- How many people are choosing not to have children or to have them later in life
- How long marriages and other relationships last
- How often divorced fathers see their children
- The need for infertility services
Yes. Several federal laws and their associated penalties prevent NCHS from releasing information that could identify you or your family to anyone else without your consent. The following laws require that all information collected by NCHS be held in strict confidence:
- Section 308(d) of the Public Health Service Act (42 U.S.C. 242m(d))
- The Confidential Information Protection and Statistical Efficiency Act (CIPSEA, Title 5 of Public Law 107-347).
- The Privacy Act of 1974, 5 U.S.C. 552a.
Every NCHS employee, contractor, research partner, and agent has taken an oath to keep your information private. Any NCHS employee, agent, or contractor who willfully discloses ANY identifiable information could get a jail term of up to 5 years, a fine of up to $250,000, or both. In addition, NCHS complies with the Federal Cybersecurity Enhancement Act of 2015. This law requires the federal government to protect federal computer networks by using computer security programs to identify cybersecurity risks like hacking, internet attacks, and other security weaknesses
Your help with this study is voluntary. Saying yes or no to being in the study will not change any benefits you get now or in the future.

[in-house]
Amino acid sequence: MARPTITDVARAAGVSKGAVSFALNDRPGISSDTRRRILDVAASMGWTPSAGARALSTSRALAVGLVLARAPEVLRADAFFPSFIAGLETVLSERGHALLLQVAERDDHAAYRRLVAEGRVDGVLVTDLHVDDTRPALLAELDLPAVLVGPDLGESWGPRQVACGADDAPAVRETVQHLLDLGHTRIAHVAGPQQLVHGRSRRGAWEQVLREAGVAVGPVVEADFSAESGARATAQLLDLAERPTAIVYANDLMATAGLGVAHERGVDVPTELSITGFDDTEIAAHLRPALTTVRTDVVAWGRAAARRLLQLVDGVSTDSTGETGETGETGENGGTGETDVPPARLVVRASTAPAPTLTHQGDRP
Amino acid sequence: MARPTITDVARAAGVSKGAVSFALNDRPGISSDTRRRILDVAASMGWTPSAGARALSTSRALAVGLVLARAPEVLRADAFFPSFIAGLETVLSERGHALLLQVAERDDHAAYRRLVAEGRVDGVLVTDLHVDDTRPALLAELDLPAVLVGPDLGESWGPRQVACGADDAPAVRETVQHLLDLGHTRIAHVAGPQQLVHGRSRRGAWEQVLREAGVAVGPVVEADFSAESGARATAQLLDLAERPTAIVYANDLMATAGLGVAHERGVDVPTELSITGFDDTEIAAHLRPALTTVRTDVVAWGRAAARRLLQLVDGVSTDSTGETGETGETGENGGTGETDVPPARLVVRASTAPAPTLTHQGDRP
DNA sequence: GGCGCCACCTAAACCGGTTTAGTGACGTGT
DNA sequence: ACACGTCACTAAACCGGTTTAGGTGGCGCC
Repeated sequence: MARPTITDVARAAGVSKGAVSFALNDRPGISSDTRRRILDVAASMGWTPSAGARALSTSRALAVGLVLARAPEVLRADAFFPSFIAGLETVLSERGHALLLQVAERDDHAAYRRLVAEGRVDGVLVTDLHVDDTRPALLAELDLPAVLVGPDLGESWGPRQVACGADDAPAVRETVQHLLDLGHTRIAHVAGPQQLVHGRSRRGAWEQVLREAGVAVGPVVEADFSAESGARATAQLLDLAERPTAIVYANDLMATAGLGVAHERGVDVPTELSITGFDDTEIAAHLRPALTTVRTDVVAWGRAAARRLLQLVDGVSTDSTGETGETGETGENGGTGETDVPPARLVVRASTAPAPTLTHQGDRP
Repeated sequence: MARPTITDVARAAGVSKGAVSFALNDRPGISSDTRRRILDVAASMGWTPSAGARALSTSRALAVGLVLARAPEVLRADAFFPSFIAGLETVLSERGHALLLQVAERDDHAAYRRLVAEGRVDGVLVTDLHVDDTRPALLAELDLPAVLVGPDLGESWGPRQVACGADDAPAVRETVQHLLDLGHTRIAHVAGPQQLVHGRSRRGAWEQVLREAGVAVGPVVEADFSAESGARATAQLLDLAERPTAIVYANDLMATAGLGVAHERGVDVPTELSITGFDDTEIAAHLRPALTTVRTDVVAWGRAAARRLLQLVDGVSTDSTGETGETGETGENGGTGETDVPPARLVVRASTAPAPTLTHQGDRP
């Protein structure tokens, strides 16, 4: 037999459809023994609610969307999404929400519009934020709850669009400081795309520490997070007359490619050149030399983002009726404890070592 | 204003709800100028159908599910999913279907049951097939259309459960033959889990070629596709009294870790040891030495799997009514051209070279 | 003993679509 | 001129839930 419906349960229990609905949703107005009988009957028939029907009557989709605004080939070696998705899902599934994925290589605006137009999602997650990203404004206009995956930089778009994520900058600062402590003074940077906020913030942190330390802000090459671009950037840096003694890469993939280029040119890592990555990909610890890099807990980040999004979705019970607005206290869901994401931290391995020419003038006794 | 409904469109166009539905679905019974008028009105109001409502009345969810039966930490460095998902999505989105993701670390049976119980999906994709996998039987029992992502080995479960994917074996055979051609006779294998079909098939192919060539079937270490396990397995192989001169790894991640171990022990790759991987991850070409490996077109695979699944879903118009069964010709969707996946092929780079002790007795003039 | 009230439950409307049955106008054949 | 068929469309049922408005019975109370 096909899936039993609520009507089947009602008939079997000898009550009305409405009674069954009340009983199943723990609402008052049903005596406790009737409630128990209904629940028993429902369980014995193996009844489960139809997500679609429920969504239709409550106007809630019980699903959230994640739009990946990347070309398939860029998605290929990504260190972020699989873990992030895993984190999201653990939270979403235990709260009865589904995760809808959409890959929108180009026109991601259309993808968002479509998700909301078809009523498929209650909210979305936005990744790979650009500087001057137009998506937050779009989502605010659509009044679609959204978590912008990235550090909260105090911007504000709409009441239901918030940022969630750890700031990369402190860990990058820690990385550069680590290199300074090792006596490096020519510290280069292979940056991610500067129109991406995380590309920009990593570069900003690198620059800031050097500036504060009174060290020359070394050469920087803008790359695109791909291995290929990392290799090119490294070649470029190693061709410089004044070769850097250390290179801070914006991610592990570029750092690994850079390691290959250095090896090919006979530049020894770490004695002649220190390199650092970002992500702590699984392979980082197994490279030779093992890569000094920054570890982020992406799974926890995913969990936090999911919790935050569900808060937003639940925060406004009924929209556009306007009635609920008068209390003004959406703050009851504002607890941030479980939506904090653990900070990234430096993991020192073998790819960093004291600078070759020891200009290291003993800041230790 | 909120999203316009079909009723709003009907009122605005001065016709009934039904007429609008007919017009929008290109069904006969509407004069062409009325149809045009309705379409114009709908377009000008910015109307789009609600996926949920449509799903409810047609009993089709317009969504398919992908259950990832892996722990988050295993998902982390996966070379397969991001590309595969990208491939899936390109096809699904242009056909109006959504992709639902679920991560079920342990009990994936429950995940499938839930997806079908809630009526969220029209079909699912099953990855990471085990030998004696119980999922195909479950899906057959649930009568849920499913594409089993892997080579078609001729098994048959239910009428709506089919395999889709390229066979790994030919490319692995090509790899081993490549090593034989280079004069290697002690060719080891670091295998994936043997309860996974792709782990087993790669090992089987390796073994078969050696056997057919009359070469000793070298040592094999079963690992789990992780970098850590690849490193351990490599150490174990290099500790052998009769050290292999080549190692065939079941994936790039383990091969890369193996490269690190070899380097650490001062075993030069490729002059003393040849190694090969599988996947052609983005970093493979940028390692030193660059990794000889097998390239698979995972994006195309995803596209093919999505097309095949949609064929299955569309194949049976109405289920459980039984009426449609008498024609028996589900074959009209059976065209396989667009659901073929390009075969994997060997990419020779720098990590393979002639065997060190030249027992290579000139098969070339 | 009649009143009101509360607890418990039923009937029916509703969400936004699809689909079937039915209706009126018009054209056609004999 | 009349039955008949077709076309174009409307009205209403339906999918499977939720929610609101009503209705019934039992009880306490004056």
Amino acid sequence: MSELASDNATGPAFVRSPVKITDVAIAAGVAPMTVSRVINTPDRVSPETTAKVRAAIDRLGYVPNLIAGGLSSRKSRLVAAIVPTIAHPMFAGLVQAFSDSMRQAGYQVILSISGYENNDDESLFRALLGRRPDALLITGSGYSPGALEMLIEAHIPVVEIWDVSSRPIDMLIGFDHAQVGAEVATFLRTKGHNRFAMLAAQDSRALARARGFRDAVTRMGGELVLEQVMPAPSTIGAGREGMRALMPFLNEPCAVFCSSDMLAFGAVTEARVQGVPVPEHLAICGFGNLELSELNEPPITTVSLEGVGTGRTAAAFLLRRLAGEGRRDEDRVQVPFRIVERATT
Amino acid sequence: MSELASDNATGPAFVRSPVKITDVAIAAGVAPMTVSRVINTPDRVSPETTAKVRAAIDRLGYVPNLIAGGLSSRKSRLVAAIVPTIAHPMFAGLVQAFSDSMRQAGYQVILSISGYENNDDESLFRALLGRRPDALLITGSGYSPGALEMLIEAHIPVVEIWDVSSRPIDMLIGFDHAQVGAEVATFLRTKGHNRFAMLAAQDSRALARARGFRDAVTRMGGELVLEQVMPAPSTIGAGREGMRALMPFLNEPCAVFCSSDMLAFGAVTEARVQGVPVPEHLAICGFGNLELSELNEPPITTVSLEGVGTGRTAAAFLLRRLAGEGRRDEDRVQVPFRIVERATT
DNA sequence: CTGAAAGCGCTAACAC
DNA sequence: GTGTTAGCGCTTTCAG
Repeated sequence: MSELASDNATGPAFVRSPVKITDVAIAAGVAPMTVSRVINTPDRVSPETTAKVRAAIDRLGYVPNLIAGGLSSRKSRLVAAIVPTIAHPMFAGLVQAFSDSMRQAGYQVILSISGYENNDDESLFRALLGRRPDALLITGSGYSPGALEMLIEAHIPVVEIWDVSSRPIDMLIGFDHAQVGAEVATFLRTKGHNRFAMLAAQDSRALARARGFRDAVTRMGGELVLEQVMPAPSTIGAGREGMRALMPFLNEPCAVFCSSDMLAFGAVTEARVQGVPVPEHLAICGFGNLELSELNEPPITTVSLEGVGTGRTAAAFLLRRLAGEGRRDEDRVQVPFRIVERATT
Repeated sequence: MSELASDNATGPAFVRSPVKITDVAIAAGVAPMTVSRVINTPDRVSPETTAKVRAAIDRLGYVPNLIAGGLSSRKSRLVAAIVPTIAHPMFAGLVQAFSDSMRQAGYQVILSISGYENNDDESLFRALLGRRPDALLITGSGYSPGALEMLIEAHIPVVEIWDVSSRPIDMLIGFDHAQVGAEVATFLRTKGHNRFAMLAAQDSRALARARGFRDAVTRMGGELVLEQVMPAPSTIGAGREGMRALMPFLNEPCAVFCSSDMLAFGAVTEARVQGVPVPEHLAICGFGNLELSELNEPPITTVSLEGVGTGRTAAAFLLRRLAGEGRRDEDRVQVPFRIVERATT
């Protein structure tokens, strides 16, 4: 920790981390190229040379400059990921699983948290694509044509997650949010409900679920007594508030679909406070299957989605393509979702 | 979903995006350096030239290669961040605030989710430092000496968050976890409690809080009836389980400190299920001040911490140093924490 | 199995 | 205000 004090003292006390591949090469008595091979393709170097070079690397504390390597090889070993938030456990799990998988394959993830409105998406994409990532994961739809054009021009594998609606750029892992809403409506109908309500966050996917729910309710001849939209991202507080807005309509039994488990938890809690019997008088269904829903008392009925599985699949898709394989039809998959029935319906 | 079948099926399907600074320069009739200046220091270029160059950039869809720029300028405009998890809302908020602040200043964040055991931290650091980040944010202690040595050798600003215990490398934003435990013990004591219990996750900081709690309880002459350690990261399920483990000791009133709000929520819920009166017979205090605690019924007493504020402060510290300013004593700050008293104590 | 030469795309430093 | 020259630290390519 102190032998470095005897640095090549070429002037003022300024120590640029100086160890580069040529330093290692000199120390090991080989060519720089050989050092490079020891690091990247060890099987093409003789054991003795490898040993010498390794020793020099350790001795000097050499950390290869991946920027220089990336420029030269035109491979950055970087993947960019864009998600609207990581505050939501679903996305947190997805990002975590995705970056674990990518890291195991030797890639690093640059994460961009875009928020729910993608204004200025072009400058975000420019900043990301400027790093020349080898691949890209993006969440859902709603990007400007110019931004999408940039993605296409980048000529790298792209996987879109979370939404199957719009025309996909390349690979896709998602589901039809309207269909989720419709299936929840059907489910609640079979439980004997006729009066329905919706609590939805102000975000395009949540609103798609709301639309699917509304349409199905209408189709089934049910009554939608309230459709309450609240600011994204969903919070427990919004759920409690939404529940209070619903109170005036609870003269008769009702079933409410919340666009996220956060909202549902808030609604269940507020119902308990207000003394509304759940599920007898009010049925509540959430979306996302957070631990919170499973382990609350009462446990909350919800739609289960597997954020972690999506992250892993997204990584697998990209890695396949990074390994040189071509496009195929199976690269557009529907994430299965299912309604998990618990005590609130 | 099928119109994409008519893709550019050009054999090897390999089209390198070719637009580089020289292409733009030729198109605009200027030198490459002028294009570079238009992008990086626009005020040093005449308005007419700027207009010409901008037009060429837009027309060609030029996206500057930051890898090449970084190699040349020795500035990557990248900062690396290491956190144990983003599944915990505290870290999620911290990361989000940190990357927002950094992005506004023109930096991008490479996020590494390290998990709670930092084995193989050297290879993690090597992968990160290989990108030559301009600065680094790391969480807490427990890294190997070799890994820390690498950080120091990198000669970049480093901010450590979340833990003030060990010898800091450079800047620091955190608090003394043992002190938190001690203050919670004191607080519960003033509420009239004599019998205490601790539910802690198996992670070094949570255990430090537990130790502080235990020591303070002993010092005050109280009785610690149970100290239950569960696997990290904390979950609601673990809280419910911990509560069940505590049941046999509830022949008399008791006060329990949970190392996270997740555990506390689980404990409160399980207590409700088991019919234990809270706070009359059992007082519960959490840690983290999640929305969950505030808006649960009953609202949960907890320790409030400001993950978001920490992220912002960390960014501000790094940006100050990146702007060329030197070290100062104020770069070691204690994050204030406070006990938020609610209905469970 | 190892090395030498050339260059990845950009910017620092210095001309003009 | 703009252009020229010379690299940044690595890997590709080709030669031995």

Many people find the interview interesting and enjoyable. Your participation is very important because each person interviewed represents thousands of others. Some of the questions may be sensitive for some people. You may choose not to answer any question for any reason and may stop the interview at any time.
Interviews take about 60-80 minutes for most adults. Interviews for teenagers take about 60 minutes. A few interviews take a little less or a little more time. We will do the interview at the time that works best for you. Also, for your help in being part of this study, you will receive $40 as a token of our appreciation.
NCHS has contracted with the University of Michigan to conduct interviews for this study. A professional, female interviewer from the University of Michigan’s Survey Research Center will come to your home and find out if you are eligible for the study. The interviewer who comes to your home will have a University of Michigan identification badge with her picture on it, the university logo, and a Letter of Authorization from the U.S. Department of Health and Human Services.
For study information:
- Ask your interviewer
- Visit the survey’s website
- Call Dr. Anjani Chandra or Dr. Gladys Martinez at NCHS (toll-free): 1-855-891-8891
For information about your rights as a participant:
- Call the office set up to oversee research (toll-free) 1-800-223-8118
To schedule an interview:
- Call the University of Michigan (toll-free): 1-800-759-7947
- Page last reviewed: October 26, 2017
- Page last updated: October 26, 2017